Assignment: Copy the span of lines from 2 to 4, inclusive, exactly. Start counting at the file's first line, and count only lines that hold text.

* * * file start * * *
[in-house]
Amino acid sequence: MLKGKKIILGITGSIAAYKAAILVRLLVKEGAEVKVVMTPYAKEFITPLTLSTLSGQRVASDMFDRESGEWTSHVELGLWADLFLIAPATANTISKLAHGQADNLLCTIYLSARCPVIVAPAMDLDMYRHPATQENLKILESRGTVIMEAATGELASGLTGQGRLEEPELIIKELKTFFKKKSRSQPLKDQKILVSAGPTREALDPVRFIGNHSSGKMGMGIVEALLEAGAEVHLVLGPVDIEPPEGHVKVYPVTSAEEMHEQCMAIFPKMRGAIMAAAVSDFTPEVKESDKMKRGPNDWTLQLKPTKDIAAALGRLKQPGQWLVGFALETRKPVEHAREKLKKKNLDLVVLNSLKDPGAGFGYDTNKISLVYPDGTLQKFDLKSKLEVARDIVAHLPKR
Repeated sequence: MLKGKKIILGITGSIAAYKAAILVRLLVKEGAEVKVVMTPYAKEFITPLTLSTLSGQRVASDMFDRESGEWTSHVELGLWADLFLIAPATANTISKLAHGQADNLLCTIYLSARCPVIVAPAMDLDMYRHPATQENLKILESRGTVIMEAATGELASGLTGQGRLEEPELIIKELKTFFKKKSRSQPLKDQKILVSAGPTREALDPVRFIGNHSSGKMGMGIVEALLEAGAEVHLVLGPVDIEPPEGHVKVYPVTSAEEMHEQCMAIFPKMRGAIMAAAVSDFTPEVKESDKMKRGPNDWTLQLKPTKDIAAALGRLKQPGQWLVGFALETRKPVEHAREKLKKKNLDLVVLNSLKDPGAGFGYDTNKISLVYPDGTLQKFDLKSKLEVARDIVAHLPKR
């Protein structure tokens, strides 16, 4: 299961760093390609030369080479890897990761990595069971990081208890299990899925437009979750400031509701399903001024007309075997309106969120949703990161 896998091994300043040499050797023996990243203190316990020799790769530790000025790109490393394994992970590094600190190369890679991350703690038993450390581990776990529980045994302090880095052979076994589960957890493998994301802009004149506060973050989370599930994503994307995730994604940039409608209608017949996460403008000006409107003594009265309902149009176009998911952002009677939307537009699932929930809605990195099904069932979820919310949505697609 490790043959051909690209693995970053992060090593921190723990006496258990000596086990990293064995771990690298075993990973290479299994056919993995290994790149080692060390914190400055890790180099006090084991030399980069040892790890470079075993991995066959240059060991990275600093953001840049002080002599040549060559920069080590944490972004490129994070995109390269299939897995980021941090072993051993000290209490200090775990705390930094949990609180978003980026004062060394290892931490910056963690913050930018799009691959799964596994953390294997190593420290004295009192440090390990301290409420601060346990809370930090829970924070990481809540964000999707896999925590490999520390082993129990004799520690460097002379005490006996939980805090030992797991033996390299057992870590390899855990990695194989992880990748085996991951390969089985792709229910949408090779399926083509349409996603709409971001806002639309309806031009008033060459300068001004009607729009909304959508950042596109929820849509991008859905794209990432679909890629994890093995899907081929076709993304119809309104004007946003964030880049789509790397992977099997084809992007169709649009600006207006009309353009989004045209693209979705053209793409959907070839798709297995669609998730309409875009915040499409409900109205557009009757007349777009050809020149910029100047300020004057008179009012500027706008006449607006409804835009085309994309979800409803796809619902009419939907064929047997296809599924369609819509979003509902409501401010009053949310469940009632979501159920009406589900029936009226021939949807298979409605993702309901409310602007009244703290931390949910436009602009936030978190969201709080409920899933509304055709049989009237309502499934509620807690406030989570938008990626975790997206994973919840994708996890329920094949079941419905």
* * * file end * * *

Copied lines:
Amino acid sequence: MLKGKKIILGITGSIAAYKAAILVRLLVKEGAEVKVVMTPYAKEFITPLTLSTLSGQRVASDMFDRESGEWTSHVELGLWADLFLIAPATANTISKLAHGQADNLLCTIYLSARCPVIVAPAMDLDMYRHPATQENLKILESRGTVIMEAATGELASGLTGQGRLEEPELIIKELKTFFKKKSRSQPLKDQKILVSAGPTREALDPVRFIGNHSSGKMGMGIVEALLEAGAEVHLVLGPVDIEPPEGHVKVYPVTSAEEMHEQCMAIFPKMRGAIMAAAVSDFTPEVKESDKMKRGPNDWTLQLKPTKDIAAALGRLKQPGQWLVGFALETRKPVEHAREKLKKKNLDLVVLNSLKDPGAGFGYDTNKISLVYPDGTLQKFDLKSKLEVARDIVAHLPKR
Repeated sequence: MLKGKKIILGITGSIAAYKAAILVRLLVKEGAEVKVVMTPYAKEFITPLTLSTLSGQRVASDMFDRESGEWTSHVELGLWADLFLIAPATANTISKLAHGQADNLLCTIYLSARCPVIVAPAMDLDMYRHPATQENLKILESRGTVIMEAATGELASGLTGQGRLEEPELIIKELKTFFKKKSRSQPLKDQKILVSAGPTREALDPVRFIGNHSSGKMGMGIVEALLEAGAEVHLVLGPVDIEPPEGHVKVYPVTSAEEMHEQCMAIFPKMRGAIMAAAVSDFTPEVKESDKMKRGPNDWTLQLKPTKDIAAALGRLKQPGQWLVGFALETRKPVEHAREKLKKKNLDLVVLNSLKDPGAGFGYDTNKISLVYPDGTLQKFDLKSKLEVARDIVAHLPKR
């Protein structure tokens, strides 16, 4: 299961760093390609030369080479890897990761990595069971990081208890299990899925437009979750400031509701399903001024007309075997309106969120949703990161 896998091994300043040499050797023996990243203190316990020799790769530790000025790109490393394994992970590094600190190369890679991350703690038993450390581990776990529980045994302090880095052979076994589960957890493998994301802009004149506060973050989370599930994503994307995730994604940039409608209608017949996460403008000006409107003594009265309902149009176009998911952002009677939307537009699932929930809605990195099904069932979820919310949505697609 490790043959051909690209693995970053992060090593921190723990006496258990000596086990990293064995771990690298075993990973290479299994056919993995290994790149080692060390914190400055890790180099006090084991030399980069040892790890470079075993991995066959240059060991990275600093953001840049002080002599040549060559920069080590944490972004490129994070995109390269299939897995980021941090072993051993000290209490200090775990705390930094949990609180978003980026004062060394290892931490910056963690913050930018799009691959799964596994953390294997190593420290004295009192440090390990301290409420601060346990809370930090829970924070990481809540964000999707896999925590490999520390082993129990004799520690460097002379005490006996939980805090030992797991033996390299057992870590390899855990990695194989992880990748085996991951390969089985792709229910949408090779399926083509349409996603709409971001806002639309309806031009008033060459300068001004009607729009909304959508950042596109929820849509991008859905794209990432679909890629994890093995899907081929076709993304119809309104004007946003964030880049789509790397992977099997084809992007169709649009600006207006009309353009989004045209693209979705053209793409959907070839798709297995669609998730309409875009915040499409409900109205557009009757007349777009050809020149910029100047300020004057008179009012500027706008006449607006409804835009085309994309979800409803796809619902009419939907064929047997296809599924369609819509979003509902409501401010009053949310469940009632979501159920009406589900029936009226021939949807298979409605993702309901409310602007009244703290931390949910436009602009936030978190969201709080409920899933509304055709049989009237309502499934509620807690406030989570938008990626975790997206994973919840994708996890329920094949079941419905």